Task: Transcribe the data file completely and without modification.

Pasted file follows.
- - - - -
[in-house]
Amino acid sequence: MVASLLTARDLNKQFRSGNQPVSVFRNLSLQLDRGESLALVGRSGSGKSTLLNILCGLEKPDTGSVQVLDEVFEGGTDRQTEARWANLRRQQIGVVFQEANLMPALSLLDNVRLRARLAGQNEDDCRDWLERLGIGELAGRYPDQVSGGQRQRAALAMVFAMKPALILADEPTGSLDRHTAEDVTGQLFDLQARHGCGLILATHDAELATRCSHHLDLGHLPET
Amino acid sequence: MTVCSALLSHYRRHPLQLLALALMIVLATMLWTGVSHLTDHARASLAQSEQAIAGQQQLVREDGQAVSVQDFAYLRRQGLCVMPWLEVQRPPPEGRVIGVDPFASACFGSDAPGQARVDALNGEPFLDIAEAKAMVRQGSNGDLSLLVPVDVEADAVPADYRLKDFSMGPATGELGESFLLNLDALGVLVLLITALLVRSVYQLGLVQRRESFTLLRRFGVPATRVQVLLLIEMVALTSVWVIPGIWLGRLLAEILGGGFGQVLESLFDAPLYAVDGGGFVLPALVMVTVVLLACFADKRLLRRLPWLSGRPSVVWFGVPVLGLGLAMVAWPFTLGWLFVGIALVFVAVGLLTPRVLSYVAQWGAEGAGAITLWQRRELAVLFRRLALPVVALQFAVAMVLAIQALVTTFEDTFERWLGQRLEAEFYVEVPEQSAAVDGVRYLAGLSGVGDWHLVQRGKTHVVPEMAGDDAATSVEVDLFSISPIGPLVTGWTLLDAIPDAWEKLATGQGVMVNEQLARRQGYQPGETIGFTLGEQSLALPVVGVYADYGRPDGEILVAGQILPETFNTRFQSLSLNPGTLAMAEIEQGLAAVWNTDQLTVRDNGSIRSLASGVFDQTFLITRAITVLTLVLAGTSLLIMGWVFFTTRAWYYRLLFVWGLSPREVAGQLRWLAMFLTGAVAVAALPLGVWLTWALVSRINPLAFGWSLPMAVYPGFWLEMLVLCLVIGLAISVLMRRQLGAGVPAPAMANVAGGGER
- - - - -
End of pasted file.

[in-house]
Amino acid sequence: MVASLLTARDLNKQFRSGNQPVSVFRNLSLQLDRGESLALVGRSGSGKSTLLNILCGLEKPDTGSVQVLDEVFEGGTDRQTEARWANLRRQQIGVVFQEANLMPALSLLDNVRLRARLAGQNEDDCRDWLERLGIGELAGRYPDQVSGGQRQRAALAMVFAMKPALILADEPTGSLDRHTAEDVTGQLFDLQARHGCGLILATHDAELATRCSHHLDLGHLPET
Amino acid sequence: MTVCSALLSHYRRHPLQLLALALMIVLATMLWTGVSHLTDHARASLAQSEQAIAGQQQLVREDGQAVSVQDFAYLRRQGLCVMPWLEVQRPPPEGRVIGVDPFASACFGSDAPGQARVDALNGEPFLDIAEAKAMVRQGSNGDLSLLVPVDVEADAVPADYRLKDFSMGPATGELGESFLLNLDALGVLVLLITALLVRSVYQLGLVQRRESFTLLRRFGVPATRVQVLLLIEMVALTSVWVIPGIWLGRLLAEILGGGFGQVLESLFDAPLYAVDGGGFVLPALVMVTVVLLACFADKRLLRRLPWLSGRPSVVWFGVPVLGLGLAMVAWPFTLGWLFVGIALVFVAVGLLTPRVLSYVAQWGAEGAGAITLWQRRELAVLFRRLALPVVALQFAVAMVLAIQALVTTFEDTFERWLGQRLEAEFYVEVPEQSAAVDGVRYLAGLSGVGDWHLVQRGKTHVVPEMAGDDAATSVEVDLFSISPIGPLVTGWTLLDAIPDAWEKLATGQGVMVNEQLARRQGYQPGETIGFTLGEQSLALPVVGVYADYGRPDGEILVAGQILPETFNTRFQSLSLNPGTLAMAEIEQGLAAVWNTDQLTVRDNGSIRSLASGVFDQTFLITRAITVLTLVLAGTSLLIMGWVFFTTRAWYYRLLFVWGLSPREVAGQLRWLAMFLTGAVAVAALPLGVWLTWALVSRINPLAFGWSLPMAVYPGFWLEMLVLCLVIGLAISVLMRRQLGAGVPAPAMANVAGGGER